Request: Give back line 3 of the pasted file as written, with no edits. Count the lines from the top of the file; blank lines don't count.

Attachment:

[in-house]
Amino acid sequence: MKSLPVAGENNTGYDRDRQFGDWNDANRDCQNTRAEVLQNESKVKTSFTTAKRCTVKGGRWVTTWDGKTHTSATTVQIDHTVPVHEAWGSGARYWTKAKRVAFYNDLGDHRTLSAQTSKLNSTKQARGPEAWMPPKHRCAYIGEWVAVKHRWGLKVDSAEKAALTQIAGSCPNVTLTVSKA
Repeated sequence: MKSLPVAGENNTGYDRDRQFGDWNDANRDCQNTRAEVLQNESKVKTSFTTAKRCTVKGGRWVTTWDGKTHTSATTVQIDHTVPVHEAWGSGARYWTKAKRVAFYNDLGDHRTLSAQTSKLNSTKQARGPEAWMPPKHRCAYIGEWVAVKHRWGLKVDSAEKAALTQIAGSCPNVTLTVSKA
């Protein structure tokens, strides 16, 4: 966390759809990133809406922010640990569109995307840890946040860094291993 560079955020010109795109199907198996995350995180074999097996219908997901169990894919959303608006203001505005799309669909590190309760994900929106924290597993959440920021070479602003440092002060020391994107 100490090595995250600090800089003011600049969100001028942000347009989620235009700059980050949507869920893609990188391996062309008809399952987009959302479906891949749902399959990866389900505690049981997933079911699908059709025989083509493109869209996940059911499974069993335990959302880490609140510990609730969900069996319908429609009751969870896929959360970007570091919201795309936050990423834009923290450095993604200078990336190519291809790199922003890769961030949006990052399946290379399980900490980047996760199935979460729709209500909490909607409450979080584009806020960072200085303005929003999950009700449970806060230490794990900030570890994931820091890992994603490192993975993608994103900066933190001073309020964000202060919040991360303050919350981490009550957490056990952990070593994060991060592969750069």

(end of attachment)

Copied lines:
Repeated sequence: MKSLPVAGENNTGYDRDRQFGDWNDANRDCQNTRAEVLQNESKVKTSFTTAKRCTVKGGRWVTTWDGKTHTSATTVQIDHTVPVHEAWGSGARYWTKAKRVAFYNDLGDHRTLSAQTSKLNSTKQARGPEAWMPPKHRCAYIGEWVAVKHRWGLKVDSAEKAALTQIAGSCPNVTLTVSKA